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WATER SUPPLY STUDY - APPENDIX B

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LIST OF WSSIWG RECOMMENDATIONS
 

LEGISLATIVE ISSUES

1. The MCFRS should initiate actions necessary to introduce legislation to mandate the installation of quick-response, residential sprinklers in new single-family detached dwellings, and the retrofitting of existing high-rise apartment buildings as required by the Life Safety Code.


EQUIPMENT AND APPARATUS

1. Purchase and deploy a reserve tanker in FY02 at Station 31. Place four additional elliptical tankers, (one per year, FY03-06) at Stations 31, 9, 4, and 30, in that order. As each tanker is deployed, move the reserve tanker to the next station due to receive tanker coverage. In addition, replace existing front line engines with combination engine-tankers at Stations 4 (FY-02), 33 (FY-03), and 14 (FY-05), during the normal replacement cycle for engines. Also, purchase an engine-tanker for future Station "34" (Germantown West), when built.

2. Service test all MCFRS units equipped with Class A pumps annually in compliance with NFPA-1911, "The Standard for Service Testing of Pumps on Fire Department Apparatus".

3. Replace current 3-inch supply hose with 4-inch large diameter hose equipped with quarter turn connections and locking safety lugs. In addition, connections on both ends of the hose must be equipped with swivels to prevent the charged line from unlocking accidentally.

4. All fire fighting hose be tested annually in compliance with NFPA-1962-1998, "The Standard for the Care, Use, and Service Testing of Fire Hose, Including Couplings and Nozzles".

5. Pumpers purchased in the future should be equipped with 1500 GPM pumps.

6. MCFRS pumpers should carry a standard hose and hose appliance complement that is designed to maximize the capacity and efficiency of the apparatus.

7a. The specifications for future tankers should closely parallel the existing elliptical-type tankers in service at Stations 14 and 17, with additional improvements as listed.

7b. All local fire and rescue department (LFRD) apparatus specifications prepared for purchase by the LFRDs should be reviewed by the Apparatus Specifications Committee to assure that minimal essential components required by the FRC are included.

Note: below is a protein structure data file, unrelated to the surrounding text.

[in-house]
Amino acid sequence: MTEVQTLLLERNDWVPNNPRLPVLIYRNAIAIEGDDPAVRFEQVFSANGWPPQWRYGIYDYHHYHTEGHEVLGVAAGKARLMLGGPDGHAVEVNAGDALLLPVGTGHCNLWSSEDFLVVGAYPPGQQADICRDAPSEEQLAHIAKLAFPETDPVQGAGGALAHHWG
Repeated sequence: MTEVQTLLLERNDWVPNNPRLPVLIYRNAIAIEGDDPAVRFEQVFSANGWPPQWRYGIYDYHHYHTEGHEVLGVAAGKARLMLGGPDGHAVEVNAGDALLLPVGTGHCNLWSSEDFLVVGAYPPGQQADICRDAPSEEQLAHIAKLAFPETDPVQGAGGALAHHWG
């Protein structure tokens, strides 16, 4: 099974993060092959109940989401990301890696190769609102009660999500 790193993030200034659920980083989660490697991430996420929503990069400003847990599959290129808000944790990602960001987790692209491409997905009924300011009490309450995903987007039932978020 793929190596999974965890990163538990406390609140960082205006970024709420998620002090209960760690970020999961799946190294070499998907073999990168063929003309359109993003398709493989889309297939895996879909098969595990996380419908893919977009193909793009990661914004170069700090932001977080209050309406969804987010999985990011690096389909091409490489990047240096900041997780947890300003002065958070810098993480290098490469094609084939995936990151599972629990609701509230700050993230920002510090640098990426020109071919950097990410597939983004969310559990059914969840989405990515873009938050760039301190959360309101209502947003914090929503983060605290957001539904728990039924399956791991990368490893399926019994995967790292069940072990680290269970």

8. The MCFRS initiate a cooperative effort with the State Highway Administration and the County’s Department of Public Works and Transportation to strategically place six-inch, dry, vertical standpipes on key highway overpasses along limited access highways in Montgomery County. Guidelines stated in NFPA-502, "Fire Protection for Limited Access Highways, Tunnels, Bridges, Elevated Roadways, and Air-Right Structures," should be incorporated as appropriate.

9. A pumper equipped with a compressed air foam system should be purchased to enable pilot testing of this new technology.


TRAINING, TACTICS AND OPERATIONS

1. MCFRS resources should be deployed and SOPs should be established that would enable first arriving suppression units to initiate a rural fire attack with at least 5,000 gallons of water for ten minutes (i.e., uninterrupted 500 gpm minimum fire flow for initial ten minutes).

2. A MCFRS operations policy should be established addressing all aspects of fire department water supply, encompassing standard operating procedures for all areas of the county -- urban, suburban and rural. In addition, all MCFRS operational personnel should receive updated training on fire department water supply, addressing new tactics, equipment, and technology implemented as a result of the overall recommendations of the Water Supply Work Group.

3. Tankers should be added to the structure fire response assignment for all streets in areas where municipal fire hydrants are not available. To designate these areas, separate block face nodes should be established within the computer-aided dispatch system and assigned separate firebox areas.